Mr President, esteemed members of the Parliamentary Assembly, I would like to express my absolute satisfaction and my warmest thanks, because the Assembly has adopted a whole raft of resolutions and recommendations for restoring justice and for a peaceful resolution of a problem that is truly European: the Cyprus issue. I cannot but point out the very important resolutions and recommendations issued by your body and the various rulings of the European Court of Human Rights that mention various facets of the Cyprus issue, such as the major humanitarian crisis, with individuals missing, trapped in enclaves or displaced; the closed zone of Famagusta; the destruction of cultural heritage; and the distortion and alteration of the democratic process because of settlers in the northern part of the island.


      I could not appear here before you without mentioning the new efforts being made right now in order to achieve some sort of resolution of the totally unacceptable state of affairs that has prevailed on Cyprus over the past 43 years. I would like to be clear on this. My intent is not to blame this, that or the next party. What I would like to do is inform you of the progress that has been achieved and the various problems we continue to confront. Over the past 20 months, we have made a new effort, and I must admit there has been progress on the chapters of governance, the division of authority, economy and the European Union and, to a lesser extent, the chapter on property. Although there has been considerable progress, there continue to be differences and different views on numerous issues that concern the aforementioned chapters, the most important of which involves the properties issue.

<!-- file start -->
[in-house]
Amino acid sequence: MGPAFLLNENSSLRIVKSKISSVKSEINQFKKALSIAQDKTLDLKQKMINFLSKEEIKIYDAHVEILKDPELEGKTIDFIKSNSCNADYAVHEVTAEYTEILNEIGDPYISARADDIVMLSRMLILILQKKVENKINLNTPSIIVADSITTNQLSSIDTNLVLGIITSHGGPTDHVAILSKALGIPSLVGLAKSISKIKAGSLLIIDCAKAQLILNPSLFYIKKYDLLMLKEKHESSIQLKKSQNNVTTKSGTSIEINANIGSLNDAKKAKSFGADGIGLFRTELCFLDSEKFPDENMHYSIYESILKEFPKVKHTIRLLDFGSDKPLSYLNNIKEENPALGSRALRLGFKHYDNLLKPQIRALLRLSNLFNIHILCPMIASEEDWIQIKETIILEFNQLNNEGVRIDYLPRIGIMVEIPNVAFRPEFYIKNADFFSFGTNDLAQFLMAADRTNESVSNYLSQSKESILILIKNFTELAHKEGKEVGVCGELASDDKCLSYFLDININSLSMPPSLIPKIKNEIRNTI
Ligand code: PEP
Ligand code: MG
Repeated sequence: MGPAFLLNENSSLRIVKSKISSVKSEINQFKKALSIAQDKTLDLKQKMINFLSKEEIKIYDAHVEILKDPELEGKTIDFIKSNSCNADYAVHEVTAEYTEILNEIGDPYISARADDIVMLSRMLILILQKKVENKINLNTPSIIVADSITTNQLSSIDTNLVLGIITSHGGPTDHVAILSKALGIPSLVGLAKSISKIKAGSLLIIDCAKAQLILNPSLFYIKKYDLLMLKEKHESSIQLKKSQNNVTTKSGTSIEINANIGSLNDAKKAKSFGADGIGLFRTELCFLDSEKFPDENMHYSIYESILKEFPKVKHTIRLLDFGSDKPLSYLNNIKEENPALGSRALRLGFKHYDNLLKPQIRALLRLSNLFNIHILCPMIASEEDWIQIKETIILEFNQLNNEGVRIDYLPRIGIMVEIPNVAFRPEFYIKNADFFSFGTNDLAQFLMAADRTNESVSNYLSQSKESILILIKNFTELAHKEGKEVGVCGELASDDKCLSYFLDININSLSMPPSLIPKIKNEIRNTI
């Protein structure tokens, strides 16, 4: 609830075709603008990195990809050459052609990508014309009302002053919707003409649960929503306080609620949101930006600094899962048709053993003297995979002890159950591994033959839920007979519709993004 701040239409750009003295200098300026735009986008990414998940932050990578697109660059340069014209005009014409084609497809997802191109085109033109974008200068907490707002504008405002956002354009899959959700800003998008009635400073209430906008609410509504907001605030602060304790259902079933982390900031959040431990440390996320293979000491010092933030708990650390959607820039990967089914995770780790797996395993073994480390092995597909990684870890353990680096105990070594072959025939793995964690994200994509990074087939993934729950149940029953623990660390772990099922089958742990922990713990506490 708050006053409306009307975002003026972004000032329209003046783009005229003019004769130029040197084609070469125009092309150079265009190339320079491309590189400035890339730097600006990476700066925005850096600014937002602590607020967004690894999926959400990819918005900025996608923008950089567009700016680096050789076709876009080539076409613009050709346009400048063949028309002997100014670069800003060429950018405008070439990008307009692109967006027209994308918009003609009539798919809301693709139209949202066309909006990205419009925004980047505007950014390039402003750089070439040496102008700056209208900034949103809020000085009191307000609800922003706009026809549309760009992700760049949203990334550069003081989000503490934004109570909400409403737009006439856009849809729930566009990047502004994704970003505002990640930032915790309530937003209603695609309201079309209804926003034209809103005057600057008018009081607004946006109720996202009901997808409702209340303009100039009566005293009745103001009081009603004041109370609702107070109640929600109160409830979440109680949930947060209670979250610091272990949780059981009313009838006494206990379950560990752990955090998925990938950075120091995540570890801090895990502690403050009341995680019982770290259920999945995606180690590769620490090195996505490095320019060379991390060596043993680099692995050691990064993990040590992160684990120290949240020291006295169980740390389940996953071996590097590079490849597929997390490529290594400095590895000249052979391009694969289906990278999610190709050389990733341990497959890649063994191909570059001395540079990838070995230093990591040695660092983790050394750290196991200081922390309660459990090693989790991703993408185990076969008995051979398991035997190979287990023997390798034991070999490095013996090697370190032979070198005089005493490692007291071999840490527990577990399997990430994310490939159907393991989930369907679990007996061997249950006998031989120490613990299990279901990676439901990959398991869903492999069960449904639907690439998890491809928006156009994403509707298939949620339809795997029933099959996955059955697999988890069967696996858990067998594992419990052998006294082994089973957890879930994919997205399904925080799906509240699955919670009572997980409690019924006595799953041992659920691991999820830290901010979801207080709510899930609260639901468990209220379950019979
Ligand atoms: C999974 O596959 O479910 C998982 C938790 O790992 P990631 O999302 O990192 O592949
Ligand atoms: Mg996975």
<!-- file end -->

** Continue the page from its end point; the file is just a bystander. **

Over the past couple of months we have focused our efforts on a discussion on two decisive chapters: territorial adjustments, and security and guarantees. On the issue of safety and security in Europe, allow me to pause on the chapter that concerns security and guarantees, which touches on the international dimensions of the Cyprus issue. One cannot mention Cyprus’s security without referring to the 1960 Treaty of Guarantee, signed by the Republic of Cyprus and Turkey, Greece and the United Kingdom, who were the guarantor powers. I also feel the need to mention, and I have to accept, that unfortunately the source of the problems that we confront today was just that: the Treaty of Guarantee, which unfortunately gave the impression to its custodians – the guarantors, as it were – that they had the right to intervene in the internal affairs of the newly established State. The culmination of that was the Turkish invasion of 1974. The pretext was to restore constitutional order following the coup d’état orchestrated by the junta in Athens; of course, that led to the Turkish invasion.